Opinion

The Productivity Commission thinks Australia will be better off with fewer writers and fewer publishers. By Michael Heyward.

Michael Heyward
Parallel importation and the attack on local publishing

The Productivity Commission has an irrational obsession with destroying the livelihoods of writers. This is the only conclusion I can draw from its draft report on intellectual property. It has an intemperate and profoundly unbalanced hatred of the concept of literary ownership.

Take one recommendation: By the end of 2017, the commission would abolish the qualified territorial copyright arrangements, or parallel import rules, we have in Australia. These precisely limited arrangements, which have operated in Australia since 1991, make copyright enforceable in Australian book publishing. Without this market mechanism the ability of Australian writers and publishers to compete for the benefit of Australian consumers will be eroded.

If the draft recommendations are adopted, it will damage the wellbeing and long-term interests of people who buy books, and harm the ability of writers and publishers to be entrepreneurs and to innovate. It will be harder for new players to enter the market. Far from encouraging competition, the removal of territorial copyright will freely transfer revenue to huge foreign retailers, wholesalers and publishers because they will continue to benefit from territorial copyright in the other major English-language territories. No significant English-language market other than New Zealand has done as the Productivity Commission would have Australia do. But books aren’t cheaper in New Zealand, and its publishing industry has withered since it tossed territorial copyright into the Tasman.

The commission assumes its recommendations would reduce book prices. None of its assumptions about prices are tested. The Productivity Commission has done no research on price since it delivered its previous report, in 2009. Yet, since 2008, the average selling price of printed books has fallen by at least 25 per cent in Australia.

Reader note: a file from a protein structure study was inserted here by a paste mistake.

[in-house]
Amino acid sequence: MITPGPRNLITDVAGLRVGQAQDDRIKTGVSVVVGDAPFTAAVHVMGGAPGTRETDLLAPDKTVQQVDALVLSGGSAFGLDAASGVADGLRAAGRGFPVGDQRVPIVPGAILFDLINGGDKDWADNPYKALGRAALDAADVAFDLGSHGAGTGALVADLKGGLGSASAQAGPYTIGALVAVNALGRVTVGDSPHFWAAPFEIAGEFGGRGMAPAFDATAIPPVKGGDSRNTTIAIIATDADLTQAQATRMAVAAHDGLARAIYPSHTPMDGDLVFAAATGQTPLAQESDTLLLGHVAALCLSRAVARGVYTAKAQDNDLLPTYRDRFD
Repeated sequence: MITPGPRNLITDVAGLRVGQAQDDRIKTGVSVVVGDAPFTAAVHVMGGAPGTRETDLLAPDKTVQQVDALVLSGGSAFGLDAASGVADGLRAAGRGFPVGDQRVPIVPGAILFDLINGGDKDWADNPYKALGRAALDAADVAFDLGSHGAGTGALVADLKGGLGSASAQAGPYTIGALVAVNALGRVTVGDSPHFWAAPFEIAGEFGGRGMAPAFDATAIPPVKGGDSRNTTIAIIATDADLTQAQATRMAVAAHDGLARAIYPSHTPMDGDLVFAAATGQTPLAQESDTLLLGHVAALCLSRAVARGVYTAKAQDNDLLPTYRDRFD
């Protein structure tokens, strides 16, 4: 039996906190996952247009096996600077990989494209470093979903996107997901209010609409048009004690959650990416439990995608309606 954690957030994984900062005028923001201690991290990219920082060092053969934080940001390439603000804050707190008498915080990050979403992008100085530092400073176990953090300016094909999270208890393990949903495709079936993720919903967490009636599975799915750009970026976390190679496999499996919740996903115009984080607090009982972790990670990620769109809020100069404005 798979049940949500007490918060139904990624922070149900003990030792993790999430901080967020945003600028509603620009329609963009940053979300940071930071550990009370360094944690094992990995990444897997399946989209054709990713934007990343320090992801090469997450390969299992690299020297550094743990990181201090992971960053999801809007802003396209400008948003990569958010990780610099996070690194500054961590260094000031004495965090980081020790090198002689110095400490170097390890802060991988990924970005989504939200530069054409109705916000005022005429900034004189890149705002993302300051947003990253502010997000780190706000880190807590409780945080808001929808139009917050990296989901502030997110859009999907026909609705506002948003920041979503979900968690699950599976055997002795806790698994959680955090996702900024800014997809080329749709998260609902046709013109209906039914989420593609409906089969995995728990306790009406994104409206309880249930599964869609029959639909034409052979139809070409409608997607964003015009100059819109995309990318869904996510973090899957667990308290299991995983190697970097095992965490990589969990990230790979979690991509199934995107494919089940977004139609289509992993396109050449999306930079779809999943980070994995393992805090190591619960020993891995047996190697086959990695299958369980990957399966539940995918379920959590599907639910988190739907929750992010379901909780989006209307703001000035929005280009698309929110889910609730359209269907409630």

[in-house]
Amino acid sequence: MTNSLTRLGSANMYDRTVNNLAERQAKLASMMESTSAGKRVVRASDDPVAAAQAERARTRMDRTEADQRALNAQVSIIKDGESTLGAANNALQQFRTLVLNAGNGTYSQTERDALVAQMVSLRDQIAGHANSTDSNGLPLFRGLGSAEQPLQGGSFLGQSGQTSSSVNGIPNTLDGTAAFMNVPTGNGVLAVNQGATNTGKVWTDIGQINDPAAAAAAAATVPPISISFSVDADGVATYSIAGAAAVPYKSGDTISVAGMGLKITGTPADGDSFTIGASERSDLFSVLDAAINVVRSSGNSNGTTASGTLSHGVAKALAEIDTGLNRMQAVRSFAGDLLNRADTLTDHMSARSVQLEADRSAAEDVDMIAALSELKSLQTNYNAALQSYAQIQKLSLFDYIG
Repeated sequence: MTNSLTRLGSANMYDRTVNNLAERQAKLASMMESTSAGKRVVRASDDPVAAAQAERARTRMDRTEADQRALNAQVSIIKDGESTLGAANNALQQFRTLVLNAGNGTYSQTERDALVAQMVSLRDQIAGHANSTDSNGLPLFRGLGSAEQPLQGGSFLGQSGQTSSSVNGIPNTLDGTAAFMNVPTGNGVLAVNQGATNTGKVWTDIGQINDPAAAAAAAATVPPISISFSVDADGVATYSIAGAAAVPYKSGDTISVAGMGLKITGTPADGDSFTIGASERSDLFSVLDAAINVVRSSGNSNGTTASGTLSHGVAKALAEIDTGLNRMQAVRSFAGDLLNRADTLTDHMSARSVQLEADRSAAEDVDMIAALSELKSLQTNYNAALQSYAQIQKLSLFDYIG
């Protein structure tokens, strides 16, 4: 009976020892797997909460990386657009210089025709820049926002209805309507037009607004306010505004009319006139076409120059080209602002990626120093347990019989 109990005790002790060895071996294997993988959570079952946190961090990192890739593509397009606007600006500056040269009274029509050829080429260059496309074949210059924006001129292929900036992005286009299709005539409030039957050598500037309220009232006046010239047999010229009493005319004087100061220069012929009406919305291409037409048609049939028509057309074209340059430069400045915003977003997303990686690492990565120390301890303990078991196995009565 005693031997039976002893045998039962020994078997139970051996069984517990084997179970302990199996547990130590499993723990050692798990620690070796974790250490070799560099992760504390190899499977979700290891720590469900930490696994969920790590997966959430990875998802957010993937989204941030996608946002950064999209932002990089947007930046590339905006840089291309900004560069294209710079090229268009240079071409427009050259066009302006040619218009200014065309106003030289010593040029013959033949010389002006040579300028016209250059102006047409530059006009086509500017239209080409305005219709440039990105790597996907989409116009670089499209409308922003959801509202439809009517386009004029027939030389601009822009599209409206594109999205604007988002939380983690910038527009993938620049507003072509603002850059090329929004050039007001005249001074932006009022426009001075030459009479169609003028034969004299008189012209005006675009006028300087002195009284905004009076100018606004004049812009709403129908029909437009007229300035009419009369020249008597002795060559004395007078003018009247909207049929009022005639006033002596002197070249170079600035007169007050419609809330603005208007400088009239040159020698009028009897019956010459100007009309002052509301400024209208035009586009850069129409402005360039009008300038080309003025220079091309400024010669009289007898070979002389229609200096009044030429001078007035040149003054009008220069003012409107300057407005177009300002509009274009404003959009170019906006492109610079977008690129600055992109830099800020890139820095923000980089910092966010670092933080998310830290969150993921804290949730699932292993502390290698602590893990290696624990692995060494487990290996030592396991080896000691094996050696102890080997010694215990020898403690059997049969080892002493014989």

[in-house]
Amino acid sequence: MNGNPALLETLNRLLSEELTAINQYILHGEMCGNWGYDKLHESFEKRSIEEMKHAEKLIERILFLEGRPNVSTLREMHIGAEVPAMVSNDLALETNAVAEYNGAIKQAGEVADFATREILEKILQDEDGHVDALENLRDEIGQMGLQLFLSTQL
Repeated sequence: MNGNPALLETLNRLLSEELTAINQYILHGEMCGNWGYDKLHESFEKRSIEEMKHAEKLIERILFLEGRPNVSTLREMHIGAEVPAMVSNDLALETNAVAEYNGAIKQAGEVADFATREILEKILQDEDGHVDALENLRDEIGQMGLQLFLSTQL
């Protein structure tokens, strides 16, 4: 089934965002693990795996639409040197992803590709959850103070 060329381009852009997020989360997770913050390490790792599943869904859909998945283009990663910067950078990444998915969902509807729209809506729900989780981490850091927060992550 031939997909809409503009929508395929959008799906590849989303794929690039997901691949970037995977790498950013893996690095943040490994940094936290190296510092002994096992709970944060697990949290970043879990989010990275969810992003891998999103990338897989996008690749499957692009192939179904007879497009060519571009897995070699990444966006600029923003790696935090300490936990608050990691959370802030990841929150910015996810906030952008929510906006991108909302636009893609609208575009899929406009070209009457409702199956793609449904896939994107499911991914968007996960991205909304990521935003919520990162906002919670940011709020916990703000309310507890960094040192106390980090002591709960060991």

The commission has a duty to put its assumptions to the test. It ought to do its homework on price before it recommends fracturing our extraordinarily successful book culture. There have been no Australian Bureau of Statistics data on the industry for more than a decade. Back in 2009 the commission confessed it was unable to measure the effect of parallel import rules (PIRs) on prices or to predict what would happen to prices if they were removed.

In September 2009, it said: “In summary, while it is not possible to provide a definitive estimate of the effects of PIRs on book prices, or an unequivocal prediction of market-wide price movements in their absence, the evidence assembled during the study enabled the Commission to draw conclusions about those price impacts that, in its experience, are sufficiently robust for assessing the merits of policies such as PIRs.”

This Alice-in-Wonderland logic remains painful to read. It is a marvel of nature that any report could ever draw robust conclusions in the absence of definitive estimates or unequivocal predictions.

Understanding the importance of territorial copyright for the publishing industry begins with the Copyright Act, which is based on the inherent right of ownership that attaches to creative effort. But the Copyright Act cannot fulfil its objectives in the absence of territorial copyright because without it writers cannot enforce the contracts they sign. Without enforcement, they cannot compete.